The Silent Revolution of the Modern Era
By Liaura Zacharie, Eden 2000, Israel
the past 30 years, sociological and technological changes have significantly impacted
on the manner in which men and women view themselves, dating and marriage. In a
society where material comfort, personal freedom and self-actualization have become
a priority, marriage seems to have lost its supremacy. True, it is a worldwide trend,
considered by European sociologists as “the silent revolution of the modern era”.
Some countries like Italy already have a negative population growth; others are
headed down the same road. Can we really afford to go along with this modern trend?
According to the National Jewish Population Survey 2000-2001, published by the UJC:
- Proportionally fewer Jews than Americans have ever been married
- Jews tend to marry later than Americans
- Proportionally more Jewish women than US women remain childless in every age group
- Fertility is lower among Jewish women than among US women
- 42% of the Jewish adult population are single
- 30% of Jewish households are single-dwellings
- Rates of intermarriage have increased from 13% in 1970 to 47% in 2001.
The uncircumventable conclusion is that Jewish continuity depends first and foremost
on … ROMANCE! It is hard to understand how for decades we’ve missed this point.
However, I believe that the crisis the world is going through is for the better
as this will compel us to develop new resources that will upgrade the quality of
For many years the world Jewish leadership has attempted to counteract assimilation
by enhancing Jewish education. But doesn’t assimilation find its concrete expression
primarily through intermarriage? If so, why isn’t there a large scale, comprehensive,
professional initiative facilitating Jewish marriages?
Some Jews do not care about marrying Jewish, but many find it very painful to marry
outside of their faith. They may feel like they are cutting themselves off from
their roots, their People, their heritage, their very identity. It is quite a heavy
choice, especially when it happens by lack of choice.
Some singles enjoy being single, though many clearly would rather be married. They
have a choice to make: they can feel miserable and cry over their fate. Or they
can understand that they have a wonderful opportunity to gain greater personal awareness
and grow into individuals who will be able to build more fulfilling relationships.
Instead of feeling threatened by the disturbance that these “happy singles” bring
to the order of traditional society, the married among us can change our often condescending
look for a concretely helpful hand: become an informal matchmaker.
We ALL know people who aren’t married. Aren’t we commanded to follow in the footsteps
of the Master of the World? According to the Talmud (Masechet Kiddushin), after
He created the world, G-od Himself chose to make a match! What could be more uplifting
and rewarding than having the merit to bring happiness to Jews who want to build
a family, while at the same time strengthening the Jewish People?
So what is the origin of this growing pool of singles?
- It is a reflection of the relational discomfort of modern society. Individualism,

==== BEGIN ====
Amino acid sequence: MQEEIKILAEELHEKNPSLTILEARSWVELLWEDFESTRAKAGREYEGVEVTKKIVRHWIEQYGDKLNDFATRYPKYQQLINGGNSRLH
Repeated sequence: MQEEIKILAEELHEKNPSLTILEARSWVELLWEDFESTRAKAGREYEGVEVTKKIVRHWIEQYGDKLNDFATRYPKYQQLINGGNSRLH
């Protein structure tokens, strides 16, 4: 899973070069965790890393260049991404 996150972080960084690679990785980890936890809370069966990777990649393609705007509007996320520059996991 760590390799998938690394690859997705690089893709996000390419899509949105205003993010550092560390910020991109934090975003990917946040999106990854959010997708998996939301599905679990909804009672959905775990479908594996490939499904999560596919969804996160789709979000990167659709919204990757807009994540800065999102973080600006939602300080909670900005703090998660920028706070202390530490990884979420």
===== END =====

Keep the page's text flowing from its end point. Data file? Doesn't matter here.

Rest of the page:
egoism, alienation, culture of “instant”, superficiality, lack of authenticity,
lack of fulfillment, etc. find their most acute expression in intimate relationships.
- Because marriages are no longer arranged, singles are the ones who make the choices.
These new circumstances necessitate a strong sense of identity and a high level
of self- awareness, which singles have not always achieved by the time they are
ready to marry.
- Today’s singles aspire to a higher quality of relationship including love, intimacy
and growth. Functional partnership is not enough anymore. How do you achieve that
Our goal must be to:
- Find suitable partners in a way that is easily accessible, efficient, economical
- Acquire the knowledge, tools and skills to make informed choices and maintain a
healthy, fulfilling and long-lasting relationship.
We can accomplish these goals through:
- Public education to elicit national public cooperation to facilitate Jewish marriages.
- Singles’ education to provide them with the knowledge and tools to create and build
long lasting relationships.
- Parents’ education to maintain strong marriages and raise emotionally healthy children.
2. Creating opportunities for singles to meet through new and existing quality frameworks.
3. Information & Professional counseling and coaching
Making relevant information available to singles, enhancing dating skills and providing
guidance in the dating process.
4. Professional training and supervision Raising standards, training and efficiencies
for the professional matchmaking field.
5. Creative programming: Developing new methods and programs to suit the needs of
Our community tends to function best only in an “emergency mode”. But it is harder
to properly address issues after damage has been done and solve situations that
are difficult to reverse. We must take care of things at an earlier stage: act on
the “prevention mode”.
Many Jewish singles feel bewildered and hurt by the failure of the community and
its leadership to recognize their issues and by the absence of official initiatives
to deal with them. By ignoring the painful situation of such a large part of our
people we neglect our tradition of compassion, concern for others and for the next
generations- key values in our ethical and cultural heritage. Let this be the end
of the silent revolution, the end of our silence, and the beginning of our future.
Special thanks to the Orthodox Caucus for allowing us to publish this article www.ocweb.org